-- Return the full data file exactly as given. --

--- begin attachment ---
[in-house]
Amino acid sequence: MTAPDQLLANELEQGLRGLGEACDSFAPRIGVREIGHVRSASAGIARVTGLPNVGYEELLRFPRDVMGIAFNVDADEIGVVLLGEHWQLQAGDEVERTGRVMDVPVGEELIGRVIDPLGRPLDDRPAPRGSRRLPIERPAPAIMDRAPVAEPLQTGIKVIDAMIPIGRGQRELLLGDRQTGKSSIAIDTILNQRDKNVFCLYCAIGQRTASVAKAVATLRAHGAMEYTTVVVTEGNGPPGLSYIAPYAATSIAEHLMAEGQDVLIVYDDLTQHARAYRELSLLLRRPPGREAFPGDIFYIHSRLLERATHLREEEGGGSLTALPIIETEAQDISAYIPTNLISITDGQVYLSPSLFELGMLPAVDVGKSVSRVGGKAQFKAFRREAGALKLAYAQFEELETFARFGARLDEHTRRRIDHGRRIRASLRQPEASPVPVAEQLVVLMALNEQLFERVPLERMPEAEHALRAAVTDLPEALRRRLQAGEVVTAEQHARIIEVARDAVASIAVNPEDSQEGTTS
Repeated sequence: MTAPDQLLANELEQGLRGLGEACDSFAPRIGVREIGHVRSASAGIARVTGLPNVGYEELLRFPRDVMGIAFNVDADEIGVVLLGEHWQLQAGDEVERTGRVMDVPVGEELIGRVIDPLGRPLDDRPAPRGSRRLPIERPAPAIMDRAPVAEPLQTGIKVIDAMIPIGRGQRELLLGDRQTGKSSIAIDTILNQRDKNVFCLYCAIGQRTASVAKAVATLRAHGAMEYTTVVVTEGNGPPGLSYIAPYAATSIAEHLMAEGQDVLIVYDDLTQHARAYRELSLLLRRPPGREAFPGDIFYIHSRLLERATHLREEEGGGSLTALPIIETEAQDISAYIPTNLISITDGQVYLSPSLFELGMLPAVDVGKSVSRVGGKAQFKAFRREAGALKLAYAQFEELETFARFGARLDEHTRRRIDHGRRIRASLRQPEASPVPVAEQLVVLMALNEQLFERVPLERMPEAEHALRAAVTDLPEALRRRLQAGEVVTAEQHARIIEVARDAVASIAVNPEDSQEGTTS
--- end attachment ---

[in-house]
Amino acid sequence: MTAPDQLLANELEQGLRGLGEACDSFAPRIGVREIGHVRSASAGIARVTGLPNVGYEELLRFPRDVMGIAFNVDADEIGVVLLGEHWQLQAGDEVERTGRVMDVPVGEELIGRVIDPLGRPLDDRPAPRGSRRLPIERPAPAIMDRAPVAEPLQTGIKVIDAMIPIGRGQRELLLGDRQTGKSSIAIDTILNQRDKNVFCLYCAIGQRTASVAKAVATLRAHGAMEYTTVVVTEGNGPPGLSYIAPYAATSIAEHLMAEGQDVLIVYDDLTQHARAYRELSLLLRRPPGREAFPGDIFYIHSRLLERATHLREEEGGGSLTALPIIETEAQDISAYIPTNLISITDGQVYLSPSLFELGMLPAVDVGKSVSRVGGKAQFKAFRREAGALKLAYAQFEELETFARFGARLDEHTRRRIDHGRRIRASLRQPEASPVPVAEQLVVLMALNEQLFERVPLERMPEAEHALRAAVTDLPEALRRRLQAGEVVTAEQHARIIEVARDAVASIAVNPEDSQEGTTS
Repeated sequence: MTAPDQLLANELEQGLRGLGEACDSFAPRIGVREIGHVRSASAGIARVTGLPNVGYEELLRFPRDVMGIAFNVDADEIGVVLLGEHWQLQAGDEVERTGRVMDVPVGEELIGRVIDPLGRPLDDRPAPRGSRRLPIERPAPAIMDRAPVAEPLQTGIKVIDAMIPIGRGQRELLLGDRQTGKSSIAIDTILNQRDKNVFCLYCAIGQRTASVAKAVATLRAHGAMEYTTVVVTEGNGPPGLSYIAPYAATSIAEHLMAEGQDVLIVYDDLTQHARAYRELSLLLRRPPGREAFPGDIFYIHSRLLERATHLREEEGGGSLTALPIIETEAQDISAYIPTNLISITDGQVYLSPSLFELGMLPAVDVGKSVSRVGGKAQFKAFRREAGALKLAYAQFEELETFARFGARLDEHTRRRIDHGRRIRASLRQPEASPVPVAEQLVVLMALNEQLFERVPLERMPEAEHALRAAVTDLPEALRRRLQAGEVVTAEQHARIIEVARDAVASIAVNPEDSQEGTTS